The Newton/San Juan del Sur (Nicaragua) Sister City Project has been awarded a generous grant from the Thoracic Foundation to support their EcoStove Project for two years. The Boston-based Thoracic Foundation supports efforts to combat respiratory illness.
Newton’s EcoStove is made with unbaked earthenware bricks and there is a chimney to vent smoke out of the house (and out of people’s lungs). Credit for the earthenware stove design goes to Newton activists and their Nicaraguan colleagues.
Earthenware blocks and earthen mortar are used instead of Portland cement with its huge carbon footprint. The compressed earthen blocks do not need baking in a kiln, and the EcoStove combustion of wood is concentrated. Therefore, less than half the quantity of wood is used in comparison with traditional open fires. Raw materials (clay-rich earth and a bit of horse manure as a “binder”) are endlessly sustainable and easily available.
The stoves are fabricated by participating families in the community under the supervision of the group’s stove coordinator. Watch how these earthenware stoves are built.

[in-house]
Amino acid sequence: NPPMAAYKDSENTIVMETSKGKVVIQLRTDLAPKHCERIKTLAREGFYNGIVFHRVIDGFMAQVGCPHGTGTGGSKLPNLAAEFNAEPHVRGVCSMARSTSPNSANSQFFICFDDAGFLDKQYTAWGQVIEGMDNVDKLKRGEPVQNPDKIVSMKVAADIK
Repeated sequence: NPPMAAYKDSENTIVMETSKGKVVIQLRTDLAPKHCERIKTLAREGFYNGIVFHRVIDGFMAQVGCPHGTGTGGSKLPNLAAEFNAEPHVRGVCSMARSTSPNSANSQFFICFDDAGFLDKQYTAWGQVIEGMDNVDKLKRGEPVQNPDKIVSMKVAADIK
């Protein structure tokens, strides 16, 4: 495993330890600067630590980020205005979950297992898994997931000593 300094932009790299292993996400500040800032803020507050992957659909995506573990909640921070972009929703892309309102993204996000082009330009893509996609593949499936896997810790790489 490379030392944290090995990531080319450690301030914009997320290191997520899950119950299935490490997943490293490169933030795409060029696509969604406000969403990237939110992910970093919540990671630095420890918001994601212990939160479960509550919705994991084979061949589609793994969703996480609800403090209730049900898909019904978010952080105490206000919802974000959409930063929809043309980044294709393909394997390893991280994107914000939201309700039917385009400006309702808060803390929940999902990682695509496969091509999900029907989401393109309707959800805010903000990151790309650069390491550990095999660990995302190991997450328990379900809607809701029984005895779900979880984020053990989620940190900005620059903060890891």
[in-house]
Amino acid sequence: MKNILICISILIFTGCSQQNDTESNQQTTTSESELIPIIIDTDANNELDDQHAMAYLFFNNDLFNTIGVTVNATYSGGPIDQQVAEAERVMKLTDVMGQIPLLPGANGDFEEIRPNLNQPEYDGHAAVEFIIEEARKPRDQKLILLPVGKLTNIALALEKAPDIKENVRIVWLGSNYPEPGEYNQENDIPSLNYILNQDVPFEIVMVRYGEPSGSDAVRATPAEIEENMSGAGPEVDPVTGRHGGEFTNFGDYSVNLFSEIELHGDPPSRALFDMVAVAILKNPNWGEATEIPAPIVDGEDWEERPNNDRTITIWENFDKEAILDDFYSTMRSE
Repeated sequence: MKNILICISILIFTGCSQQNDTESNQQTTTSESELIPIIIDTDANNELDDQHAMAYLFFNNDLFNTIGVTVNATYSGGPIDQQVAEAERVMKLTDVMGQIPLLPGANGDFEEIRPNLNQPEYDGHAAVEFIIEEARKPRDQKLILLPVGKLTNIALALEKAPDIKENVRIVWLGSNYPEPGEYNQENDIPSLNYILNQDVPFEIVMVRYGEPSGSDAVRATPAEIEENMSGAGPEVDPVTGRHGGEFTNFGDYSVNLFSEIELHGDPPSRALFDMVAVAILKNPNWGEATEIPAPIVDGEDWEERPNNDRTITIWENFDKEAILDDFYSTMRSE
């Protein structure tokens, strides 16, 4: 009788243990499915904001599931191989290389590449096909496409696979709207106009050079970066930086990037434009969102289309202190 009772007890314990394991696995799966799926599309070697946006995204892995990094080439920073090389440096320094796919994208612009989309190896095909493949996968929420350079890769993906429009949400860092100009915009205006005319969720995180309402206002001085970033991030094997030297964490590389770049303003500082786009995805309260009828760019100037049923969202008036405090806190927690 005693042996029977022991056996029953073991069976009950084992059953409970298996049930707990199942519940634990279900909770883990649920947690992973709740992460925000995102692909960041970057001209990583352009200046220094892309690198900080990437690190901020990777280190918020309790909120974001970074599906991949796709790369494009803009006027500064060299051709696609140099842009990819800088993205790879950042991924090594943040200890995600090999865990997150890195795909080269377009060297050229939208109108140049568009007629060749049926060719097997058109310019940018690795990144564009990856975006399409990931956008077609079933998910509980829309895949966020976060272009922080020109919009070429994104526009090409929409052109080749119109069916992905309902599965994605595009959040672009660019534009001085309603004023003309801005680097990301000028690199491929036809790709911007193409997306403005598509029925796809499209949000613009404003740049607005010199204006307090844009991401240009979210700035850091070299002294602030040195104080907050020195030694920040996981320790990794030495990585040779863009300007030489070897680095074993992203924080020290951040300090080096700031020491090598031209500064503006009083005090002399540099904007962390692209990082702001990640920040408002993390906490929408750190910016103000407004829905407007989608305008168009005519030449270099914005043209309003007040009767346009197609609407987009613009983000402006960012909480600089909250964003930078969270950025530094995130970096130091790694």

Why build EcoStoves?
José Andrés, chef and the founder of World Central Kitchen, has said:
“Today, nearly half the world’s population still depends on open fires and solid fuels to cook their meals. Millions of people—mostly women, who do the cooking, and their children—die every year because of the smoke and pollution from these fires. Their children, usually daughters, may spend hours each day gathering wood, keeping them out of school and putting them into dangerous situations as they go out alone and unprotected. Cutting trees for fuel leads to deforestation, causing landslides and erosion of fertile land that can run off into the ocean, damaging coral reefs and marine ecosystems. It is a negative feedback loop with huge consequences, and it costs the global economy trillions of dollars annually.
The solution to this global crisis is simple but amazing: clean cooking. If we are able to introduce cleaner, modern cooking energy, and cookstoves for families and communities around the world, we can reverse this negative cycle with a positive one: mothers can cook safely for their families; more daughters can earn an education; forests, soils and reefs can be restored; and the climate can start to heal. Clean cooking is truly the best investment we can make for a healthier humanity and a healthier planet.”